Carl Zimmer has recently been writing about words that should be banned from scientific communication. Originally, I thought this notion was hokie but then I read his postings about it and am starting to warm to the idea. In essence he is railing against jargon. Words and phrases he thinks are to be avoided include
- Captive observation
- Demographic leveling
- Marine environment
- Material properties
When I was browsing his posting something pretty funny started to happen. Ads popped up making use of the banned terms. The best is shown in the one below:
This features an ad from Phizer for its “Big Think/ Breakthroughs” campaign to “explore medical science at the cutting edge.” I guess Zimmer has not yet set up an ad blocker system which will keep out ads that use the banned terms …
7 thoughts on “Fun w/ web ads: Science words banned by @carlzimmer featured in his ads”
It just makes the whole things extra relevant and funny.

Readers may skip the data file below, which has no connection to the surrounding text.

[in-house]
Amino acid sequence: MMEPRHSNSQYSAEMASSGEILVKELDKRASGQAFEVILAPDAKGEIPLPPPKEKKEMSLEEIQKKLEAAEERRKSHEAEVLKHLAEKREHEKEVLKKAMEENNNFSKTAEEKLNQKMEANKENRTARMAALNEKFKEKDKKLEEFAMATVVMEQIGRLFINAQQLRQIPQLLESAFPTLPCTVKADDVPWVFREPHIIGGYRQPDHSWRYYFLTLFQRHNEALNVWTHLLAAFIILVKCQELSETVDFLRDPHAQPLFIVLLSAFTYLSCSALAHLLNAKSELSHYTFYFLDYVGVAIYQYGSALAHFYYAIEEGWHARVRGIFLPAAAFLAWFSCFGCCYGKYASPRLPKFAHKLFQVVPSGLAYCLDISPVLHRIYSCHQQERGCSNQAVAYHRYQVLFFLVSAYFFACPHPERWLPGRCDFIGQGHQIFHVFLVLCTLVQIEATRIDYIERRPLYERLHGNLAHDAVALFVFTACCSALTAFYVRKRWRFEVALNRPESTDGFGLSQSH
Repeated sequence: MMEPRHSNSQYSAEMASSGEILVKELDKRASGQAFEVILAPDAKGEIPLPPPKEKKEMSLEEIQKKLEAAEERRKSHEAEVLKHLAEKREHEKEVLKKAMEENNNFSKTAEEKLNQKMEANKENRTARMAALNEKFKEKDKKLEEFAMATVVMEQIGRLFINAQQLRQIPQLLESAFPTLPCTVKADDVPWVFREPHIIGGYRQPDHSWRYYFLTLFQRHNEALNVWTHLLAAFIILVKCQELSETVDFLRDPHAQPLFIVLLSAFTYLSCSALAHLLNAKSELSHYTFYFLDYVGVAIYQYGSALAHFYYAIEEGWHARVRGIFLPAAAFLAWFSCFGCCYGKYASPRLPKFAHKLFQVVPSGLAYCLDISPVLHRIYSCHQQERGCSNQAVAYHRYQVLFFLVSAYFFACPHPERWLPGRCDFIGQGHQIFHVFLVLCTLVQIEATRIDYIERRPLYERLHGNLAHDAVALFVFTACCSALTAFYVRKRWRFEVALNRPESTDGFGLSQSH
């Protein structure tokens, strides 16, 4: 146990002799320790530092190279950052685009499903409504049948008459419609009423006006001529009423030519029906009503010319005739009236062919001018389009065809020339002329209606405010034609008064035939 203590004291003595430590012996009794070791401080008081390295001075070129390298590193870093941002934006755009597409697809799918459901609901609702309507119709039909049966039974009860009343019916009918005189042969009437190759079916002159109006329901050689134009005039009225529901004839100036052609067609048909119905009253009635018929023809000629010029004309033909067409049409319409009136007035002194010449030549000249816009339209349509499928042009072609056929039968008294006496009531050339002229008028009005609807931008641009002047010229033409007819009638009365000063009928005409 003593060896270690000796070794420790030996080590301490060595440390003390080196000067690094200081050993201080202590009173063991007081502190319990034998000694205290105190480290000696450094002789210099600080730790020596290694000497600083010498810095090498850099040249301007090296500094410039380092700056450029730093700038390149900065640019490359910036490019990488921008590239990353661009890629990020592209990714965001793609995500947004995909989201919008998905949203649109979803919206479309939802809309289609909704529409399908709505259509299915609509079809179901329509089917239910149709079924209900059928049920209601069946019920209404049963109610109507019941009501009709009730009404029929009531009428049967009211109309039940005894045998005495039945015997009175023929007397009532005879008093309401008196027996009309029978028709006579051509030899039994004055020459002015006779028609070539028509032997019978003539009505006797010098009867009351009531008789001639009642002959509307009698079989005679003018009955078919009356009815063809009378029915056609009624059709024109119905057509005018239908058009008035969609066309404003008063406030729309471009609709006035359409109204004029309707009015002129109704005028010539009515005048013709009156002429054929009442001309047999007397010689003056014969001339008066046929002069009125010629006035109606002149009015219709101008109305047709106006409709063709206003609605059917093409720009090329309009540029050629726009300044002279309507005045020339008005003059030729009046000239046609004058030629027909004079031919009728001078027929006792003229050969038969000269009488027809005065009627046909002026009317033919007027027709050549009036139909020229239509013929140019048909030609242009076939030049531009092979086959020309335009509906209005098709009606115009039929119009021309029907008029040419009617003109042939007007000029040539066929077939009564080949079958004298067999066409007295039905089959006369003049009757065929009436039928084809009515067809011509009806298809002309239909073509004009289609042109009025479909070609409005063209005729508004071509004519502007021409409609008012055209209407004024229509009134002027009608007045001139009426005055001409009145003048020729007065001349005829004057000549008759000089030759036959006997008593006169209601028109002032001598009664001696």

I'm not sure what one could replace “phylogenetics” with. “The science of making alignments, inferring evolutionary trees, and interpreting the results”? What's wrong with getting the public to learn the word? It's not a meaningless term like “breakthrough” (which I agree should be avoided).
The public can learn new words — when I was in grad school in the mid 1990s, I had to explain to my parents what a “genome” was, but now no article even in a newspaper would think that “genome” needed explanation.
Not sure why phylogenetics is on there come to think of it … but whatever … the point to me is that in many cases we do not think about words/terms when we use them and sometimes there is a way to say something that more people will understand without changing any of the meaning
the word I hate is 'dynamical'. the biophysics people use it a lot. I don't understand why it is different from 'dynamic'
dynamics..dynamical.. different way of saying the same thing to make you think your IQ is 40 points higher. 🙂
One of my favorite web ads was about the horror of having “dsDNA.” I didn't look into it, but I wonder if they would have tried to sell me anti-ds DNA antibodies to “treat” me.